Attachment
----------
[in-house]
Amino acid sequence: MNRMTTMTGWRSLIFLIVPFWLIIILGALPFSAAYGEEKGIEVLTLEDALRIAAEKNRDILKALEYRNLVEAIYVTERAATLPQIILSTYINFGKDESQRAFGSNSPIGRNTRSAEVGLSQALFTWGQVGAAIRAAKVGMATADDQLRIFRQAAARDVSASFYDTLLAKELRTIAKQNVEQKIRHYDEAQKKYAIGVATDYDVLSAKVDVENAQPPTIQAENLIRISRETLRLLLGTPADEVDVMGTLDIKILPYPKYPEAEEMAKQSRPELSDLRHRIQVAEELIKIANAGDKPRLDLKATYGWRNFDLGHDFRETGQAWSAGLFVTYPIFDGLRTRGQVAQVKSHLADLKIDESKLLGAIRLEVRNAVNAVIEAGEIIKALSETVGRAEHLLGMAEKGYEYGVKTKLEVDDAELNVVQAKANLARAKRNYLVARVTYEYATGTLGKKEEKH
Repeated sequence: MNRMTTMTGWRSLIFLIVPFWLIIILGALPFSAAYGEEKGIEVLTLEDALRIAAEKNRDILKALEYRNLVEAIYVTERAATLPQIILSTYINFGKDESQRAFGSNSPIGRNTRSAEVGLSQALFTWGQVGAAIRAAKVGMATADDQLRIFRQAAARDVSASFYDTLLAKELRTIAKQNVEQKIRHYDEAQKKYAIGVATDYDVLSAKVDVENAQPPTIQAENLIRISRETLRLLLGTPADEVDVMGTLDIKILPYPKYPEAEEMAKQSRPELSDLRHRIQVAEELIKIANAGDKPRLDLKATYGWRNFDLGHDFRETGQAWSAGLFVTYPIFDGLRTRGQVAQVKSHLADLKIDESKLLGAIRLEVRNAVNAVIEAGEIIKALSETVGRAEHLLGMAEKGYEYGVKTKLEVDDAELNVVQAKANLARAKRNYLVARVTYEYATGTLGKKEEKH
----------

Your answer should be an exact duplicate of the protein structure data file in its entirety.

[in-house]
Amino acid sequence: MNRMTTMTGWRSLIFLIVPFWLIIILGALPFSAAYGEEKGIEVLTLEDALRIAAEKNRDILKALEYRNLVEAIYVTERAATLPQIILSTYINFGKDESQRAFGSNSPIGRNTRSAEVGLSQALFTWGQVGAAIRAAKVGMATADDQLRIFRQAAARDVSASFYDTLLAKELRTIAKQNVEQKIRHYDEAQKKYAIGVATDYDVLSAKVDVENAQPPTIQAENLIRISRETLRLLLGTPADEVDVMGTLDIKILPYPKYPEAEEMAKQSRPELSDLRHRIQVAEELIKIANAGDKPRLDLKATYGWRNFDLGHDFRETGQAWSAGLFVTYPIFDGLRTRGQVAQVKSHLADLKIDESKLLGAIRLEVRNAVNAVIEAGEIIKALSETVGRAEHLLGMAEKGYEYGVKTKLEVDDAELNVVQAKANLARAKRNYLVARVTYEYATGTLGKKEEKH
Repeated sequence: MNRMTTMTGWRSLIFLIVPFWLIIILGALPFSAAYGEEKGIEVLTLEDALRIAAEKNRDILKALEYRNLVEAIYVTERAATLPQIILSTYINFGKDESQRAFGSNSPIGRNTRSAEVGLSQALFTWGQVGAAIRAAKVGMATADDQLRIFRQAAARDVSASFYDTLLAKELRTIAKQNVEQKIRHYDEAQKKYAIGVATDYDVLSAKVDVENAQPPTIQAENLIRISRETLRLLLGTPADEVDVMGTLDIKILPYPKYPEAEEMAKQSRPELSDLRHRIQVAEELIKIANAGDKPRLDLKATYGWRNFDLGHDFRETGQAWSAGLFVTYPIFDGLRTRGQVAQVKSHLADLKIDESKLLGAIRLEVRNAVNAVIEAGEIIKALSETVGRAEHLLGMAEKGYEYGVKTKLEVDDAELNVVQAKANLARAKRNYLVARVTYEYATGTLGKKEEKH